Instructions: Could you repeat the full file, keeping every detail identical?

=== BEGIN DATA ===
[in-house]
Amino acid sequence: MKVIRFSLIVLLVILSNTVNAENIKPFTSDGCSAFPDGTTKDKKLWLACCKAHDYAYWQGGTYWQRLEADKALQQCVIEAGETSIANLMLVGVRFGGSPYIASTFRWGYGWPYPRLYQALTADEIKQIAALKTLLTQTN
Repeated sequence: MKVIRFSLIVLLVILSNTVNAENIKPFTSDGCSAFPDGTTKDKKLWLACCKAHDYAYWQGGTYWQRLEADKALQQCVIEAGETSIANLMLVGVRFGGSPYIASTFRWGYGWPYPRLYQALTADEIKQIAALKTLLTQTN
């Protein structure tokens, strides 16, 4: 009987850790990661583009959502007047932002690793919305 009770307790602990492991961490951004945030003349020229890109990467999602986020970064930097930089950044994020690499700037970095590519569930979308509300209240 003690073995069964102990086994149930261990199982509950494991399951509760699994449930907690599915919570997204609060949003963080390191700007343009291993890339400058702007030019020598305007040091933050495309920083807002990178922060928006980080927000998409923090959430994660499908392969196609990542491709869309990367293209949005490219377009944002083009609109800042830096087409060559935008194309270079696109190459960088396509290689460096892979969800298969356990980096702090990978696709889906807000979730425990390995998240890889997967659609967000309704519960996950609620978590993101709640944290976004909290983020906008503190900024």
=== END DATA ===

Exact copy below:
[in-house]
Amino acid sequence: MKVIRFSLIVLLVILSNTVNAENIKPFTSDGCSAFPDGTTKDKKLWLACCKAHDYAYWQGGTYWQRLEADKALQQCVIEAGETSIANLMLVGVRFGGSPYIASTFRWGYGWPYPRLYQALTADEIKQIAALKTLLTQTN
Repeated sequence: MKVIRFSLIVLLVILSNTVNAENIKPFTSDGCSAFPDGTTKDKKLWLACCKAHDYAYWQGGTYWQRLEADKALQQCVIEAGETSIANLMLVGVRFGGSPYIASTFRWGYGWPYPRLYQALTADEIKQIAALKTLLTQTN
């Protein structure tokens, strides 16, 4: 009987850790990661583009959502007047932002690793919305 009770307790602990492991961490951004945030003349020229890109990467999602986020970064930097930089950044994020690499700037970095590519569930979308509300209240 003690073995069964102990086994149930261990199982509950494991399951509760699994449930907690599915919570997204609060949003963080390191700007343009291993890339400058702007030019020598305007040091933050495309920083807002990178922060928006980080927000998409923090959430994660499908392969196609990542491709869309990367293209949005490219377009944002083009609109800042830096087409060559935008194309270079696109190459960088396509290689460096892979969800298969356990980096702090990978696709889906807000979730425990390995998240890889997967659609967000309704519960996950609620978590993101709640944290976004909290983020906008503190900024």